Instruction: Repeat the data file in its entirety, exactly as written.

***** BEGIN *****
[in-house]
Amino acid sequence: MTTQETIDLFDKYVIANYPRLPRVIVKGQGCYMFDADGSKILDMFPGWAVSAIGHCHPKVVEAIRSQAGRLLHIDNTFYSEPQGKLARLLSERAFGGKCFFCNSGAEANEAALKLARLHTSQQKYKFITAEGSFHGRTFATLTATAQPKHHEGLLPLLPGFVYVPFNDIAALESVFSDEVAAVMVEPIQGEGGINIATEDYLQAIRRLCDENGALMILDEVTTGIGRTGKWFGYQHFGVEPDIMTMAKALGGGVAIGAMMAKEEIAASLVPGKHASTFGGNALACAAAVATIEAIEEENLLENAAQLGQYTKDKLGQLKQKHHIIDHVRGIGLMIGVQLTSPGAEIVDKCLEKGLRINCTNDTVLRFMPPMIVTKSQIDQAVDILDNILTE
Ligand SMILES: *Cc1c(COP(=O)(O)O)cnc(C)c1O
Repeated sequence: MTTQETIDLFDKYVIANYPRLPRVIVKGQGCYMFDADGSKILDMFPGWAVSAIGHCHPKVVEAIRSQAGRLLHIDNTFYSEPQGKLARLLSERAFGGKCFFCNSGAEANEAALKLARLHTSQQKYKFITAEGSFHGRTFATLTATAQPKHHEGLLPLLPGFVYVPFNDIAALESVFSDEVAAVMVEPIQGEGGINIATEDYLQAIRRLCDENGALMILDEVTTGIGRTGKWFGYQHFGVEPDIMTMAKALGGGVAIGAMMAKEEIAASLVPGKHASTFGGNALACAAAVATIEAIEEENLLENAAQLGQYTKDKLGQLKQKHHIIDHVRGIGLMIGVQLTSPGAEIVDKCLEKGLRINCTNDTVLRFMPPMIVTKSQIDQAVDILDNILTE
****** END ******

[in-house]
Amino acid sequence: MTTQETIDLFDKYVIANYPRLPRVIVKGQGCYMFDADGSKILDMFPGWAVSAIGHCHPKVVEAIRSQAGRLLHIDNTFYSEPQGKLARLLSERAFGGKCFFCNSGAEANEAALKLARLHTSQQKYKFITAEGSFHGRTFATLTATAQPKHHEGLLPLLPGFVYVPFNDIAALESVFSDEVAAVMVEPIQGEGGINIATEDYLQAIRRLCDENGALMILDEVTTGIGRTGKWFGYQHFGVEPDIMTMAKALGGGVAIGAMMAKEEIAASLVPGKHASTFGGNALACAAAVATIEAIEEENLLENAAQLGQYTKDKLGQLKQKHHIIDHVRGIGLMIGVQLTSPGAEIVDKCLEKGLRINCTNDTVLRFMPPMIVTKSQIDQAVDILDNILTE
Ligand SMILES: *Cc1c(COP(=O)(O)O)cnc(C)c1O
Repeated sequence: MTTQETIDLFDKYVIANYPRLPRVIVKGQGCYMFDADGSKILDMFPGWAVSAIGHCHPKVVEAIRSQAGRLLHIDNTFYSEPQGKLARLLSERAFGGKCFFCNSGAEANEAALKLARLHTSQQKYKFITAEGSFHGRTFATLTATAQPKHHEGLLPLLPGFVYVPFNDIAALESVFSDEVAAVMVEPIQGEGGINIATEDYLQAIRRLCDENGALMILDEVTTGIGRTGKWFGYQHFGVEPDIMTMAKALGGGVAIGAMMAKEEIAASLVPGKHASTFGGNALACAAAVATIEAIEEENLLENAAQLGQYTKDKLGQLKQKHHIIDHVRGIGLMIGVQLTSPGAEIVDKCLEKGLRINCTNDTVLRFMPPMIVTKSQIDQAVDILDNILTE